‘‘5 years
 later, I’m thriving!’’

By the time doctors found Allan Beall’s prostate cancer back in 2009, it had already spread to the lymph nodes and the spine, ribs, shoulders and skull. His PSA? A whopping 3,728! “Doctors who first saw me thought I would not make it beyond 2010.”

By
Health Monitor Staff
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Allan Beall, Advanced Prostate Cancer

“Now it’s five-and-a-half years [since diagnosis],” the retired Army officer reports. “At the moment, I’m feeling pretty darn good.” So good, in fact, that he’s packing for a two-week hiking trip in the Alps with his wife, Elfriede (Elfie). It’s his favorite place to hike—although Colorado and Montana are also top stomping grounds. “Anywhere in the Rockies above the tree line—it’s spectacular!”

“New drugs are keeping me healthier”
Not that Allan has had to resort to mountain terrain for challenges. “I have been on a number of cancer medicines for the last year and a half,” he explains. That includes a medication for men whose prostate cancer has spread to other parts of the body despite using therapy to lower testosterone, a hormone that fuels prostate cancer growth. “Just two weeks ago my ‘cancer treatment quarterback’ added medication that will help me keep healthier bones and also make it very difficult for new bone metastases to take hold.”

“Knock wood, I have excellent care. And my outlook is good, given the circumstances.” He sees a urologist near his Knoxville home—the same doctor who drove to Allan’s office in 2009 to tell him face-to-face that he had metastatic prostate cancer. (“The first thing I did was go through the shock. But you get a grip on it.”) And he travels out of state to consult with a physician specializing in prostate cancer—that’s the doc he calls his cancer treatment quarterback.

“My wife and I have chosen to follow his play calls,” he says. “My treatment is not simple, but I am still here.”

“I encourage others, too”
One thing that’s helped Allan stay upbeat over the last five-and-a-half years is connecting with newly diagnosed men and their spouses. “I’ve never spoken to a person with a diagnosis worse than mine,” he says. “When I start telling them about all the treatments that are available—there’s so much more available today than just five years ago and, hopefully, the number of therapies will continue to grow—they get motivated. When they hear what my numbers were, the frown goes. Their whole attitude changes. They realize, ‘My God, I do have hope!’”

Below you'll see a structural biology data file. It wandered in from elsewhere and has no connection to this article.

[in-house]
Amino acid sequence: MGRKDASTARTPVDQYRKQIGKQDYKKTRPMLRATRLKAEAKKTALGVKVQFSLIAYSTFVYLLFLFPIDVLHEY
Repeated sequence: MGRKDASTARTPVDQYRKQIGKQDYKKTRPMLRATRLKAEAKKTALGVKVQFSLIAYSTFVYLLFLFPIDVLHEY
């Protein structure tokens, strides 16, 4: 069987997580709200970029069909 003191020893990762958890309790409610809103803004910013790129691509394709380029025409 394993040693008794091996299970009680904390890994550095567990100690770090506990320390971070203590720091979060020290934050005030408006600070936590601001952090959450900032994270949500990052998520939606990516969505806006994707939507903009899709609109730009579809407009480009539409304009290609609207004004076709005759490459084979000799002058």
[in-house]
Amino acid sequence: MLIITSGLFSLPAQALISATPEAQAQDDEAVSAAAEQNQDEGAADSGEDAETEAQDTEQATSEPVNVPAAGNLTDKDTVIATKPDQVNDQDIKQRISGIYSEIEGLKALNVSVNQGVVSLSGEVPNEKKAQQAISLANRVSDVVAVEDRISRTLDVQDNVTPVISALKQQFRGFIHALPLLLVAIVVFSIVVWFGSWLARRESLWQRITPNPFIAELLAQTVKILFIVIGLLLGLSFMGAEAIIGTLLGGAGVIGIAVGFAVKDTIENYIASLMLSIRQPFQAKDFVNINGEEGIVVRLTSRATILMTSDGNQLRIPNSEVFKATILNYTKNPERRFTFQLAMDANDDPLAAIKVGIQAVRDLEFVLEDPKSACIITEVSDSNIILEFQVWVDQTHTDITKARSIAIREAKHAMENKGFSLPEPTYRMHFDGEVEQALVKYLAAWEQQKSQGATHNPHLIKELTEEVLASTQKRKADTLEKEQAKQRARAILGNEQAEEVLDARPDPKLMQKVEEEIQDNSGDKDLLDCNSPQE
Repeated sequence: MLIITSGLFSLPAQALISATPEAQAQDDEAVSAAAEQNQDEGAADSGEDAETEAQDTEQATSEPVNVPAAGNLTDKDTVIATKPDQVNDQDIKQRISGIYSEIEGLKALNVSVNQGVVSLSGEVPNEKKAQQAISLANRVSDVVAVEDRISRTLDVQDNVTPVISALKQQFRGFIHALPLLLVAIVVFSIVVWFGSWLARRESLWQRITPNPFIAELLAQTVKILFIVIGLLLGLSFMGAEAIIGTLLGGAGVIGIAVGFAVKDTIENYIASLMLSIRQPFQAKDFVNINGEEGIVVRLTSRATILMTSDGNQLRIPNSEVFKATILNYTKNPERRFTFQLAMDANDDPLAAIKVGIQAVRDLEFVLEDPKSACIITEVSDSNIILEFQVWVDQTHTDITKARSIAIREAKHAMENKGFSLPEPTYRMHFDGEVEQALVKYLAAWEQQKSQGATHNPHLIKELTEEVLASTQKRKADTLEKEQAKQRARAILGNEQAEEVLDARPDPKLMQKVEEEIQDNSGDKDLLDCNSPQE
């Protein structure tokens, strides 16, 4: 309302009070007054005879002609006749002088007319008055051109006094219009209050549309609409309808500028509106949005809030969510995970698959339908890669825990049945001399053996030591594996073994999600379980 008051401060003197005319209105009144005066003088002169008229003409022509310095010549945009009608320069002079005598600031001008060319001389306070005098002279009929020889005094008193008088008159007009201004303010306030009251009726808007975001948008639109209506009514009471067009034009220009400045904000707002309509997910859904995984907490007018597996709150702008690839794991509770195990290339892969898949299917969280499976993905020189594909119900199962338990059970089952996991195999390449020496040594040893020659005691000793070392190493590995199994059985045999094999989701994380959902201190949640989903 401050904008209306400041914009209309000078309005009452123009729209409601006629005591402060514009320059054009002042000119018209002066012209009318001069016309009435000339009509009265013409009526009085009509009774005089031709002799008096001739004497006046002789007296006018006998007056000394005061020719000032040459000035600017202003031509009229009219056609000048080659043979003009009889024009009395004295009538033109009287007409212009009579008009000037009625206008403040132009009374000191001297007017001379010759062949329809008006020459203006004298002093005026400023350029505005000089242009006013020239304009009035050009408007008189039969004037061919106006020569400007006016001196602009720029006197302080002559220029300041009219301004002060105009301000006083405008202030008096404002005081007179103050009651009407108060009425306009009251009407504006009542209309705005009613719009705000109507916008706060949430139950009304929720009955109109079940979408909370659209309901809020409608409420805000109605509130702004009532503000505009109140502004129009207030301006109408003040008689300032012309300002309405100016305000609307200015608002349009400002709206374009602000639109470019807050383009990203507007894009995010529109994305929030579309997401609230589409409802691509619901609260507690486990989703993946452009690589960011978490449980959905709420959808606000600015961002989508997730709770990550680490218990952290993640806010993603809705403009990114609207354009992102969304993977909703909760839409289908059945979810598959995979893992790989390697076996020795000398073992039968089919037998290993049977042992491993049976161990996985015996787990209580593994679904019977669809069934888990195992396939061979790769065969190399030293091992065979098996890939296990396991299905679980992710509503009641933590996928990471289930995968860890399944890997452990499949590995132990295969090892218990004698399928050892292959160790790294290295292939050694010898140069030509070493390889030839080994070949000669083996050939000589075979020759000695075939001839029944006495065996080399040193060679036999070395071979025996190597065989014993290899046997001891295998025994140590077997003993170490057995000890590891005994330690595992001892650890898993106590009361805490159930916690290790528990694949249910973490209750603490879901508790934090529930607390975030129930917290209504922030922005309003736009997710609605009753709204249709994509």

Despite having Stage IV prostate cancer, Allan remains active, strong and hopeful. Here, the habits that help him stay that way:

Hoofing it! “I walk 5 kilometers [about 3.1 miles] every evening. Research shows that those who exercise have better outcomes. And daily walks and regular hikes help strengthen my bones, offsetting the bone loss that can result from hormone therapy.”

Learning all you can. 
“I got very involved in my own 
circumstances by studying, studying, studying. I became my own advocate in fighting this cancer. I make it a point to understand as much as possible about each medication I take. But I’ve seen some guys—they won’t know their Gleason score. Or how many biopsy samples were taken. They won’t know how many came back with cancer. In my mind, this is scary. If you get involved in your own health, you’ll probably be more motivated. And the decisions you make about your health are probably going to be better because they’re more informed.”

Paying your knowledge forward. “Talking to other men with prostate cancer is therapeutic. There’s no need for anyone else to suffer and take all the time I’ve taken learning what I’ve learned. I find it so gratifying to help somebody—and that helps me!”

Thank you, Allan!
Allan retired after 25 years of service (1968-1993) in the US Army with the rank of Chief Warrant Officer Four and was awarded the Legion of Merit, given for exceptionally meritorious conduct in the performance of outstanding services and achievements. He ran a 
communications group for NATO in Bosnia and Croatia before moving to Tennessee in 1998.

Photograph by JOPHOTO

Published
March 2015